Qek is the resident alien, a little blue woman instead of a little green man. Only she's not a woman, exactly, but a genderless ashoshk individual who identifies as a woman in order to live more easily among the humans she left her home world to study. Her race is technologically ahead of humanity, and like humanity has suffered the scourgings of the stin, so she is the pilot of the ashoshk-engined Chaos as she understands the tech better than anyone else on the ship. She is, as well, Flick's friend. Among the genderless ashoshk, Qek's offer of friendship to Flick is very deep. In a novel I love, Islandia, there is a concept of friendship similar to the ashoshk one called "linamia" or "powerful non-sexual love." It is a concept that, I fear, is largely missing in modern human culture and I think that's a sin. It's also a lifeline for poor, shattered Flick. Qek delights me, the anti-Neelix, the soothing and sweet and calm eternal outsider with sharp eyes and a soft heart.
Zed. Yes, well, then there's Zed. A younger son in a family of immense wealth and power, Zed chose a career in the military to be with Flick, his childhood bestie and young-adult first love. The war with the stin erupted and the two young lovers are separated forever by Flick's capture and presumed death at the claws of the stin. The powerful man whose love is fully, passionately given to the station rat boy he spent his childhood hanging with, suddenly has nothing. No bestie, no lover, nothing. (Except obscenely large piles of money and a family that adores him, but let's not get too logical...the man we're discussing here is very, very young and has zero perspective so let's go with his view of things.) So he volunteers to become a covert operative for his army, then for the black-ops experiment that informs the entire rest of his (drastically shortened) life. Zed is destroyed by Flick's loss and, unlike Flick who strives to endure and survive and make it the hell out of stin captivity, seeks annihilation so he can stop his agony of emptiness. In peacetime, Zed's the kind of man who self-medicates his agony. Me too, Zed.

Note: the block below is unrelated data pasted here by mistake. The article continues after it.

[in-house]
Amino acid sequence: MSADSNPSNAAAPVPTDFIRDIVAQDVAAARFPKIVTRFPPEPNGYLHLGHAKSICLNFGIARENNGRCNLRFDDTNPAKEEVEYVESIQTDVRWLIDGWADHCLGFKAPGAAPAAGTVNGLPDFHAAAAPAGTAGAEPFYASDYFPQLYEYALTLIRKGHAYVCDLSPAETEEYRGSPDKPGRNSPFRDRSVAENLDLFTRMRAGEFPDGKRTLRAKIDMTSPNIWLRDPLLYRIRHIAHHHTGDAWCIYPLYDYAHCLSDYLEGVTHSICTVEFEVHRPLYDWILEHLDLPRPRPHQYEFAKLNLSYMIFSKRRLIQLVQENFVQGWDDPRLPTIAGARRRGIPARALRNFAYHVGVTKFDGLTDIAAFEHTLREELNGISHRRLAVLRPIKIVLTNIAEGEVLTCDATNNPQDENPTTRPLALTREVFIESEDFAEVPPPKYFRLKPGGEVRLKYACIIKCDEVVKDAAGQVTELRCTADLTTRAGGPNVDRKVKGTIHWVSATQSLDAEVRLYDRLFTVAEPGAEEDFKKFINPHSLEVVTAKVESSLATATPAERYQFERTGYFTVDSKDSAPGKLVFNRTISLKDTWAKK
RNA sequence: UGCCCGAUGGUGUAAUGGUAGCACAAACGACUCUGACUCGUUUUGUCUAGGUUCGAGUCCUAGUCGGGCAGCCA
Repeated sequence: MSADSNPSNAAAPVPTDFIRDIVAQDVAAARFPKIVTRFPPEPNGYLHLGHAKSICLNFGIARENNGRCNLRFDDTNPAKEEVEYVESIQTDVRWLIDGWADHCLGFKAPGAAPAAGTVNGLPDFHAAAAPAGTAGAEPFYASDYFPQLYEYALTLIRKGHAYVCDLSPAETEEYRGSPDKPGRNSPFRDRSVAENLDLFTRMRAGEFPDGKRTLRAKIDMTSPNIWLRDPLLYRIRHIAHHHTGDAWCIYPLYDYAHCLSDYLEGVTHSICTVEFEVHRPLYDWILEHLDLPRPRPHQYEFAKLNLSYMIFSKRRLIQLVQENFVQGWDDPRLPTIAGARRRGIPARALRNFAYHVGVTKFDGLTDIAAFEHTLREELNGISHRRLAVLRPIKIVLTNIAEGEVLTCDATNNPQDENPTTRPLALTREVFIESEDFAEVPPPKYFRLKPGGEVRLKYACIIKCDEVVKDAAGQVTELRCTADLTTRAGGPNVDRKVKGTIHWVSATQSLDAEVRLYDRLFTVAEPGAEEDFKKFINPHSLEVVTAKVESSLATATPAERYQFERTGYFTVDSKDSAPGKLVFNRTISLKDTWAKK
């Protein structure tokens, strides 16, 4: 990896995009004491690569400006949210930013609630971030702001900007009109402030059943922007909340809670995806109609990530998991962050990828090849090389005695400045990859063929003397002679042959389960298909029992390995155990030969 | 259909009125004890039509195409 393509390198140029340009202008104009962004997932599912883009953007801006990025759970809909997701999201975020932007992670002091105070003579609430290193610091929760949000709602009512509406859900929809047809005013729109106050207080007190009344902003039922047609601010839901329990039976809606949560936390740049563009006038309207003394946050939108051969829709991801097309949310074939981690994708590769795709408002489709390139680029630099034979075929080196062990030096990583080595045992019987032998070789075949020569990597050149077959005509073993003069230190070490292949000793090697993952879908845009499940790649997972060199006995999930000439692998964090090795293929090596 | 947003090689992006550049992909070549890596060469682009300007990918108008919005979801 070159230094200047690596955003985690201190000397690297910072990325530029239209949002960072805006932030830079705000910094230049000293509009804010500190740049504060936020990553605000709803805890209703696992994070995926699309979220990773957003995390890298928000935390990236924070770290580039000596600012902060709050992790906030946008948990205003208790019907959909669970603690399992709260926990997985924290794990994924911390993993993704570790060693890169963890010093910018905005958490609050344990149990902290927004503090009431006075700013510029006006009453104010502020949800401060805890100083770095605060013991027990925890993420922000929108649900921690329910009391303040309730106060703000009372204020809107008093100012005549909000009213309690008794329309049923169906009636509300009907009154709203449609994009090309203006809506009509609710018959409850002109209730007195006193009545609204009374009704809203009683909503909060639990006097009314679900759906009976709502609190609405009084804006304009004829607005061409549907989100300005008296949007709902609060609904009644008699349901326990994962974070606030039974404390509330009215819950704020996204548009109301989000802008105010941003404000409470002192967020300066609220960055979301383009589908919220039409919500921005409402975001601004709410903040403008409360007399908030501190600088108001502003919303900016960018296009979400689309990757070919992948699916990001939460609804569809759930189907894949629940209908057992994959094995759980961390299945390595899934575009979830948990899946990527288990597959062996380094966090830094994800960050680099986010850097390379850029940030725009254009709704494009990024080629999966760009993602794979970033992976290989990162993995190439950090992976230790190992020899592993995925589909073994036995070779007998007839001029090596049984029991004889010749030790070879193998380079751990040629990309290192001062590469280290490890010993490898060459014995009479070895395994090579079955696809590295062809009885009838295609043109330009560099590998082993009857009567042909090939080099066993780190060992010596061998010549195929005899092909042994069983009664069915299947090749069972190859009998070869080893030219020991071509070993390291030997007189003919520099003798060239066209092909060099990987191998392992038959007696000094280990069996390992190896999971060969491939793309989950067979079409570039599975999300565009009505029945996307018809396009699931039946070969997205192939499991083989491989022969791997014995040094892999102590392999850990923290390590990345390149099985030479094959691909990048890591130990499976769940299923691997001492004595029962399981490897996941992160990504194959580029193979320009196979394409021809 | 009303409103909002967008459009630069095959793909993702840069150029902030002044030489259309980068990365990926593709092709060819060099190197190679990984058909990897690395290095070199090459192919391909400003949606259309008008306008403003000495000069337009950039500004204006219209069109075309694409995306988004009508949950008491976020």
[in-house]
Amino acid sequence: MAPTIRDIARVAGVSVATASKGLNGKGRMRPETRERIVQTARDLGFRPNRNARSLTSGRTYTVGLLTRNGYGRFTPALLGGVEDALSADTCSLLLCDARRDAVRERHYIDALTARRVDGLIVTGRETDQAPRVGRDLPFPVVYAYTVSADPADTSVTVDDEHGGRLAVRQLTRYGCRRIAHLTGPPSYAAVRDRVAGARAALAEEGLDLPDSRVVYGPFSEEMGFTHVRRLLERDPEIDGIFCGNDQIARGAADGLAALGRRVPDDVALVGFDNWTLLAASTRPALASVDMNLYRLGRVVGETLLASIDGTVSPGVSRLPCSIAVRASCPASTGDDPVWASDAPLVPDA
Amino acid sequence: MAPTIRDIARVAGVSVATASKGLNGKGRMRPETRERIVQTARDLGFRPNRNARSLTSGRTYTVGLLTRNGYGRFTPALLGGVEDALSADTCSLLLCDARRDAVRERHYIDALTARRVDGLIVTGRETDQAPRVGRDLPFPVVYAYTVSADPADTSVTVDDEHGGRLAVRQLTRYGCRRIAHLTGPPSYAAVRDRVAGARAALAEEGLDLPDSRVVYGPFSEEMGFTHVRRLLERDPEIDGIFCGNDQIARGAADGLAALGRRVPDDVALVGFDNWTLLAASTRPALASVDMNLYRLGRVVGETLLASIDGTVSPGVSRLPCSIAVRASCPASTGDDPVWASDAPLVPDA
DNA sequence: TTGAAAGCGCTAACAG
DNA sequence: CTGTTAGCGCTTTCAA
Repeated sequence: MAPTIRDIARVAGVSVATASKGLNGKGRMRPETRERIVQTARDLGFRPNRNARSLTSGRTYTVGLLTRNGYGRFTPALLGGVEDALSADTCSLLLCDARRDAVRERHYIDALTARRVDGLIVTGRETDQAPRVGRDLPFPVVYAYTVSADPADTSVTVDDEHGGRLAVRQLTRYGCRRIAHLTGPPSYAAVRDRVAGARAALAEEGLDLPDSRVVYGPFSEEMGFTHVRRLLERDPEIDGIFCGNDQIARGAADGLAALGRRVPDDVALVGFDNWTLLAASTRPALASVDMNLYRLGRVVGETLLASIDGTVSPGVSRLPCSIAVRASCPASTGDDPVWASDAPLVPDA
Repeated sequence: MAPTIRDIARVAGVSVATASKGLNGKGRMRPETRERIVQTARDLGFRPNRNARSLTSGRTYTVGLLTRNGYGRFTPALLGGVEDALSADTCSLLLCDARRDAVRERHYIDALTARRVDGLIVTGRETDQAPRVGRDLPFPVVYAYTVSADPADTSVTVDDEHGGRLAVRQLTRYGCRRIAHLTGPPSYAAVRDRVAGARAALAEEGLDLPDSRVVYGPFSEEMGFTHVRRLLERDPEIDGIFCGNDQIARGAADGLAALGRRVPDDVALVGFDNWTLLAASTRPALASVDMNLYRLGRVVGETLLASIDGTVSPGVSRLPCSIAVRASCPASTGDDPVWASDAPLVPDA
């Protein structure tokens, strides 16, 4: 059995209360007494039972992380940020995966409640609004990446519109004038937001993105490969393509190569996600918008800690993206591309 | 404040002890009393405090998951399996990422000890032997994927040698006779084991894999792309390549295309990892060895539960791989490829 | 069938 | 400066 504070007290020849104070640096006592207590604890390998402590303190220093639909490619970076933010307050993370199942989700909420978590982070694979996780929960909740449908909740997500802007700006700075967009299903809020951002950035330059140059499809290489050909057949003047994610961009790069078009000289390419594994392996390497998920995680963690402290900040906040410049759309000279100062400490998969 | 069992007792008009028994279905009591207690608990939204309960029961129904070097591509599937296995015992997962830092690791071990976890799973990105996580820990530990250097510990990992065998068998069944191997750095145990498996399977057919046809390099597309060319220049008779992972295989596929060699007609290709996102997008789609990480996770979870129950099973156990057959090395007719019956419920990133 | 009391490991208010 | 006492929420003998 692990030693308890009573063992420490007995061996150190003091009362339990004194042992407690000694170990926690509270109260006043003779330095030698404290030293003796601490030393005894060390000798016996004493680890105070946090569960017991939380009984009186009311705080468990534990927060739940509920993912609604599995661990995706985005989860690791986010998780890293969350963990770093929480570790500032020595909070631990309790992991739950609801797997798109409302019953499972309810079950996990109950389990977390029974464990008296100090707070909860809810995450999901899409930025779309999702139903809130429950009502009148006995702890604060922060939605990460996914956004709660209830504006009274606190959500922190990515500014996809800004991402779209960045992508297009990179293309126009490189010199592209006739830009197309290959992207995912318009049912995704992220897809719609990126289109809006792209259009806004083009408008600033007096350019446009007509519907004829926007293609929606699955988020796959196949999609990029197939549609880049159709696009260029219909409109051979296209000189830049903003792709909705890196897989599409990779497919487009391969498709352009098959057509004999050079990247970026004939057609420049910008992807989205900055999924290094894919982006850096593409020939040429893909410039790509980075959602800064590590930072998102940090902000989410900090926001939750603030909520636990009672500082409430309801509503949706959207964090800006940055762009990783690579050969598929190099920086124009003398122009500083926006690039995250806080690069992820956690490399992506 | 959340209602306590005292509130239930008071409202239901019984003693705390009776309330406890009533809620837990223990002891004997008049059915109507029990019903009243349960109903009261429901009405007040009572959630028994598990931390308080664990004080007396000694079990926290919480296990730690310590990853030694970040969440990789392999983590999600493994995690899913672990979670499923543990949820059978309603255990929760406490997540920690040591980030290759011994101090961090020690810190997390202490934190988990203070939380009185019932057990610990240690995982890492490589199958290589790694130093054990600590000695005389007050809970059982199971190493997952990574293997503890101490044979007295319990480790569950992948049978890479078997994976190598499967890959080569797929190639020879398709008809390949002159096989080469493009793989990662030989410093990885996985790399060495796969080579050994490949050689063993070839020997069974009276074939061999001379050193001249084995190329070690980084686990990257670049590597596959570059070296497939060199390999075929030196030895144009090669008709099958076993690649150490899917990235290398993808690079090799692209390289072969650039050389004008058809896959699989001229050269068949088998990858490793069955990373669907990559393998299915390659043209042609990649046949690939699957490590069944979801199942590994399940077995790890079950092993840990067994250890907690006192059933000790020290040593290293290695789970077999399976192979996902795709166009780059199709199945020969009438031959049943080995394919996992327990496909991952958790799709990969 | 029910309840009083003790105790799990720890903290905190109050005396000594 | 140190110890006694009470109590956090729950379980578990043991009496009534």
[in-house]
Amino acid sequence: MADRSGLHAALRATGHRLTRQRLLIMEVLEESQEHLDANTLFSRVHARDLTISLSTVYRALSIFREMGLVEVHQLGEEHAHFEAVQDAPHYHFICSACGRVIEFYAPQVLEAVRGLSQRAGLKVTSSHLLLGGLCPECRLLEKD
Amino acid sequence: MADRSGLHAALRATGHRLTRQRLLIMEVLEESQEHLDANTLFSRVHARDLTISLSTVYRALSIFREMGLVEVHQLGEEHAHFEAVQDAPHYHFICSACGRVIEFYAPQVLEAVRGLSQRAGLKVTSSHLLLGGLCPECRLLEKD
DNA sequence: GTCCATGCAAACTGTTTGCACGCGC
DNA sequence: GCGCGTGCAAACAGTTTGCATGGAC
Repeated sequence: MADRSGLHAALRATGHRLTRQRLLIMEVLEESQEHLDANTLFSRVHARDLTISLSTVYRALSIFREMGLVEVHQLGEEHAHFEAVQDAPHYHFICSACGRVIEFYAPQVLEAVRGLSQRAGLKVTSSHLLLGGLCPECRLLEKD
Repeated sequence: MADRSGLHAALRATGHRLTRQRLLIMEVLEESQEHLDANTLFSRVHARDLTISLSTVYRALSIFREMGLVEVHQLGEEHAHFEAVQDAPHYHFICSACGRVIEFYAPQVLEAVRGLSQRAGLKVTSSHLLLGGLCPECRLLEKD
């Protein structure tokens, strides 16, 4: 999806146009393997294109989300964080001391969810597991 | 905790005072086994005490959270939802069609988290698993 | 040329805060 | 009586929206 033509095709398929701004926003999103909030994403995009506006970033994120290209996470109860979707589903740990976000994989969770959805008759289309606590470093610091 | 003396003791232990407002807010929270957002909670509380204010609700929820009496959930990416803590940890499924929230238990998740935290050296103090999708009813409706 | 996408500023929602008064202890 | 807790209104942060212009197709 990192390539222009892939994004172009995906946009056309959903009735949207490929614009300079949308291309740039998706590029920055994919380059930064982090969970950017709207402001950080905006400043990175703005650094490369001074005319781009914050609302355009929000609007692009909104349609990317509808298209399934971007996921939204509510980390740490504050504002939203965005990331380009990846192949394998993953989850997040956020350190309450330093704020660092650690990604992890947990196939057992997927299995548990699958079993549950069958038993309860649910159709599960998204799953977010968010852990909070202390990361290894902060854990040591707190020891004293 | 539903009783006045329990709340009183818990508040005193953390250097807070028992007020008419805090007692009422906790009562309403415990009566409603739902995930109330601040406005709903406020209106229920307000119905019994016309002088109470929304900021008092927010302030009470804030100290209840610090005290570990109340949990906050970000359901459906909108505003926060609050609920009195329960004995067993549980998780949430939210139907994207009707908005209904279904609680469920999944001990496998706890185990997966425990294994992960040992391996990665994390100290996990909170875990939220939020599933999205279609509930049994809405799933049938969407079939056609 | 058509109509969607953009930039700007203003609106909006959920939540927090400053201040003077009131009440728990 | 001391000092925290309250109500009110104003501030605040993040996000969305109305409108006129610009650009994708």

Now all the characters are required to band together to rescue an old friend of Flick and Zed's who is on a rapid downward spiral. They find her, rescue her, lose her, fight a battle to recapture her, and the complications mount. New enemies are made, old wounds renewed. And the bittersweet joy of love regained, Zed and Flick's true and deep love for each other, widened to include their crew, is adulterated by the progressive nature of Zed's black-ops experimental enhancements. His downward spiral, slower than his and Flick's friend's spiral, is nonetheless real.
He's going to hell, but he's taking the scenic route and that leads right to Flick's bed. The place he's wanted to be for nine long, hellish years of knowing that Flick was dead.
And I plan to go right along with them all.